for all degree {k-1} nilmanifolds {G/\Gamma} of dimension {O((\log\log N)^c)} and complexity {O( \exp(\log^c N))}, all polynomial sequences {g}, and all Lipschitz functions {F} of norm {O( \exp(\log^c N))}. If the nilmanifold {G/\Gamma} had bounded dimension, then one could repeat the arguments of Ben and myself more or less verbatim to establish this claim from (5), which relied on the quantitative equidistribution theory on nilmanifolds developed in a separate paper of Ben and myself. Unfortunately, in the latter paper the dependence of the quantitative bounds on the dimension {d} was not explicitly given. In an appendix to the current paper, we go through that paper to account for this dependence, showing that all exponents depend at most doubly exponentially in the dimension {d}, which is barely sufficient to handle the dimension of {O((\log\log N)^c)} that arises here.

Now suppose we have a Siegel zero {L(\beta,\chi)}. In this case the bound (5) will not hold in general, and hence also (6) will not hold either. Here, the usual way out (while still maintaining effective estimates) is to approximate {\mu} not by {0}, but rather by a more complicated approximant {\mu_{\hbox{Siegel}}} that takes the Siegel zero into account, and in particular is such that one has the (effective) pseudopolynomial bound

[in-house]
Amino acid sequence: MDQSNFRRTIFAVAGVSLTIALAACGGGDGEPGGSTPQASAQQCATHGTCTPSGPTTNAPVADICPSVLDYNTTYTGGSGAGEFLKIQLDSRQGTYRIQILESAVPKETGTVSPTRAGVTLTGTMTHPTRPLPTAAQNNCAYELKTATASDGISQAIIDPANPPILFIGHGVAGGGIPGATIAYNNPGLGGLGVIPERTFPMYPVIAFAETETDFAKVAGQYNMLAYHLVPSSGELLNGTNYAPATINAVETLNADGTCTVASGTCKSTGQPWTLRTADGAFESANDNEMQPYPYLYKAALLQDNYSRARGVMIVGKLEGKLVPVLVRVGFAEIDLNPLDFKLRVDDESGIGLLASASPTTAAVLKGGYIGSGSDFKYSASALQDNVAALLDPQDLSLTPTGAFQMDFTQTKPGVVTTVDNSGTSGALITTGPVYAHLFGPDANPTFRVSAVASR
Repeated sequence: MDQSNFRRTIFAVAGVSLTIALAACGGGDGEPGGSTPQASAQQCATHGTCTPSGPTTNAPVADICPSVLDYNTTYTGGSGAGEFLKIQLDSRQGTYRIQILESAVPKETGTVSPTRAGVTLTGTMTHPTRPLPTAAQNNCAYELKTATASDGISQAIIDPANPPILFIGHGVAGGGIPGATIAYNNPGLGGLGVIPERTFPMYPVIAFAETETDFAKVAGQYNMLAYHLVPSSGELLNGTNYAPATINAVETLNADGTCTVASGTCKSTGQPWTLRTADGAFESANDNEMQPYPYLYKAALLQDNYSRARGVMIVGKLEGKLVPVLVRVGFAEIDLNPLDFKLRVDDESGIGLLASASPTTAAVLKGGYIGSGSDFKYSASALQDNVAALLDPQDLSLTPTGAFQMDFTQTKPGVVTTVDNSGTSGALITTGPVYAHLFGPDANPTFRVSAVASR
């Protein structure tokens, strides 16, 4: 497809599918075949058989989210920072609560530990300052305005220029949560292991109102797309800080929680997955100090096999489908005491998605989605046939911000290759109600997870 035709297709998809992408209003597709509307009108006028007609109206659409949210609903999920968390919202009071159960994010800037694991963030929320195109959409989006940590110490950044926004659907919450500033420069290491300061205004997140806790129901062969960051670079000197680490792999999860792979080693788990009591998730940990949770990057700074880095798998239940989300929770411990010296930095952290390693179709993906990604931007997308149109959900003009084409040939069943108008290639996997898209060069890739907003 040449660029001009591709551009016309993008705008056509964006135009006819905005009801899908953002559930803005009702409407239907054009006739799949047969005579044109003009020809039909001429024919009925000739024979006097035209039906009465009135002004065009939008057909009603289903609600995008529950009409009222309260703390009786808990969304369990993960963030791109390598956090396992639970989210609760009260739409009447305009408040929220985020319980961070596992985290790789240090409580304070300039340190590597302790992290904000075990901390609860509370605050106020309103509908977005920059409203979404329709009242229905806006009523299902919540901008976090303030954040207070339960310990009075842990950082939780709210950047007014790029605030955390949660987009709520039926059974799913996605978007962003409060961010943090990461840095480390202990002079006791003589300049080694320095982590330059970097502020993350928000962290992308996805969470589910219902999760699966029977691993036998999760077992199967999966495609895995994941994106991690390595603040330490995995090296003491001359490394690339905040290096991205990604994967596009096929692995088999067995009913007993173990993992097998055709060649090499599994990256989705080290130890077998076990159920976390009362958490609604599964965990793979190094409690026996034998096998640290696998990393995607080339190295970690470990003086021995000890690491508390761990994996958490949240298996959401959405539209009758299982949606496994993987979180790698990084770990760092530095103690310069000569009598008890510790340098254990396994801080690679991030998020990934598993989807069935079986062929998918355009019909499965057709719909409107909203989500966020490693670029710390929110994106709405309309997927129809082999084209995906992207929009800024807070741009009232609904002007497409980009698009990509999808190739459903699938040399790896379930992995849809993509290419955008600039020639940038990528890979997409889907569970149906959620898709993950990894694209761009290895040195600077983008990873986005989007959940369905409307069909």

\displaystyle  \| (\mu - \mu_{\hbox{Siegel}}) 1_{a \hbox{ mod } q}\|_{U^1([N])} \ll \exp(-\log^c N) \ \ \ \ \ (7)

for all residue classes {a \hbox{ mod } q}. The Siegel approximant to {\mu} is actually a little bit complicated, and to our knowledge the first appearance of this sort of approximant only appears as late as this 2010 paper of Germán and Katai. Our version of this approximant is defined as the multiplicative function such that

\displaystyle \mu_{\hbox{Siegel}}(p^j) = \mu(p^j)

when {p < Q}, and

\displaystyle  \mu_{\hbox{Siegel}}(n) = \alpha n^{\beta-1} \chi(n)

when {n} is coprime to all primes {p<Q}, and {\alpha} is a normalising constant given by the formula

\displaystyle  \alpha := \frac{1}{L'(\beta,\chi)} \prod_{p<Q} (1-\frac{1}{p})^{-1} (1 - \frac{\chi(p)}{p^\beta})^{-1}